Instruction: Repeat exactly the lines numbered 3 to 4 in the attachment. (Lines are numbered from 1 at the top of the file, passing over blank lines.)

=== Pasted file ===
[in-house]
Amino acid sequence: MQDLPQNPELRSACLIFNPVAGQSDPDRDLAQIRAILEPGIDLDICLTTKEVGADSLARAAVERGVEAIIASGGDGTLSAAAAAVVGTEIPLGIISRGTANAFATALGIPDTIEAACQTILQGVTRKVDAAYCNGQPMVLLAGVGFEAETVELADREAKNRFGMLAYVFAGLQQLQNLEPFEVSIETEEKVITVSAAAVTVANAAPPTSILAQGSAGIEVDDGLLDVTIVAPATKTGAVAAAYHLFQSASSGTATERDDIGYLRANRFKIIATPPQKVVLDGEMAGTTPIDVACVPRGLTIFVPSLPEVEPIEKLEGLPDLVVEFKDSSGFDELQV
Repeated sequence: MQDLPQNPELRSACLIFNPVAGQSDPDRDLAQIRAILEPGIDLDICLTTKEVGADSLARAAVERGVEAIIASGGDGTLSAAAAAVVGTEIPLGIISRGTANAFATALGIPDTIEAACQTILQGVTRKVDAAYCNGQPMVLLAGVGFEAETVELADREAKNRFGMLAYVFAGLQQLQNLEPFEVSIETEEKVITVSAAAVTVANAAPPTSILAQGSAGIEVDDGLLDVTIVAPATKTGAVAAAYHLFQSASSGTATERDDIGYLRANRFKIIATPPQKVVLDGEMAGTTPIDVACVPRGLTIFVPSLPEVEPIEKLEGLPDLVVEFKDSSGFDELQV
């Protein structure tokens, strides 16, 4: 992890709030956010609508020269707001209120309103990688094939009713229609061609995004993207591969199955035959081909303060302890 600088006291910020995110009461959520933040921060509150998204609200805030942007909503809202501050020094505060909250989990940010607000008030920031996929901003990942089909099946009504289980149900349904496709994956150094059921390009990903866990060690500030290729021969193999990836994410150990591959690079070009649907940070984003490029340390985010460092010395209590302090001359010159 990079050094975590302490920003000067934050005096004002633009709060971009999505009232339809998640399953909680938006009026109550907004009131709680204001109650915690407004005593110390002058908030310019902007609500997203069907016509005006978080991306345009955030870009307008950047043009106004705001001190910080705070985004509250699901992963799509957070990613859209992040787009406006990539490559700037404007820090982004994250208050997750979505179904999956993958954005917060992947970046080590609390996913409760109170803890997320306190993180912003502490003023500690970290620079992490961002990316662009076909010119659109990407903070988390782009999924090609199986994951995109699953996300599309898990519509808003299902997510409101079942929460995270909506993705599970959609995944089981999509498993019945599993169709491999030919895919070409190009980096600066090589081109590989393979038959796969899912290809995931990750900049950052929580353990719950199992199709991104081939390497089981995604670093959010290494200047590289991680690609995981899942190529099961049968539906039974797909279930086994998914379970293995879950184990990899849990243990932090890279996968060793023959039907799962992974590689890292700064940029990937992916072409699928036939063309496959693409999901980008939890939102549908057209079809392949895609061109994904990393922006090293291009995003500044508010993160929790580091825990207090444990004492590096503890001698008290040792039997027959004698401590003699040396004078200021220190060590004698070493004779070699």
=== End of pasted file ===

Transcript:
Repeated sequence: MQDLPQNPELRSACLIFNPVAGQSDPDRDLAQIRAILEPGIDLDICLTTKEVGADSLARAAVERGVEAIIASGGDGTLSAAAAAVVGTEIPLGIISRGTANAFATALGIPDTIEAACQTILQGVTRKVDAAYCNGQPMVLLAGVGFEAETVELADREAKNRFGMLAYVFAGLQQLQNLEPFEVSIETEEKVITVSAAAVTVANAAPPTSILAQGSAGIEVDDGLLDVTIVAPATKTGAVAAAYHLFQSASSGTATERDDIGYLRANRFKIIATPPQKVVLDGEMAGTTPIDVACVPRGLTIFVPSLPEVEPIEKLEGLPDLVVEFKDSSGFDELQV
């Protein structure tokens, strides 16, 4: 992890709030956010609508020269707001209120309103990688094939009713229609061609995004993207591969199955035959081909303060302890 600088006291910020995110009461959520933040921060509150998204609200805030942007909503809202501050020094505060909250989990940010607000008030920031996929901003990942089909099946009504289980149900349904496709994956150094059921390009990903866990060690500030290729021969193999990836994410150990591959690079070009649907940070984003490029340390985010460092010395209590302090001359010159 990079050094975590302490920003000067934050005096004002633009709060971009999505009232339809998640399953909680938006009026109550907004009131709680204001109650915690407004005593110390002058908030310019902007609500997203069907016509005006978080991306345009955030870009307008950047043009106004705001001190910080705070985004509250699901992963799509957070990613859209992040787009406006990539490559700037404007820090982004994250208050997750979505179904999956993958954005917060992947970046080590609390996913409760109170803890997320306190993180912003502490003023500690970290620079992490961002990316662009076909010119659109990407903070988390782009999924090609199986994951995109699953996300599309898990519509808003299902997510409101079942929460995270909506993705599970959609995944089981999509498993019945599993169709491999030919895919070409190009980096600066090589081109590989393979038959796969899912290809995931990750900049950052929580353990719950199992199709991104081939390497089981995604670093959010290494200047590289991680690609995981899942190529099961049968539906039974797909279930086994998914379970293995879950184990990899849990243990932090890279996968060793023959039907799962992974590689890292700064940029990937992916072409699928036939063309496959693409999901980008939890939102549908057209079809392949895609061109994904990393922006090293291009995003500044508010993160929790580091825990207090444990004492590096503890001698008290040792039997027959004698401590003699040396004078200021220190060590004698070493004779070699």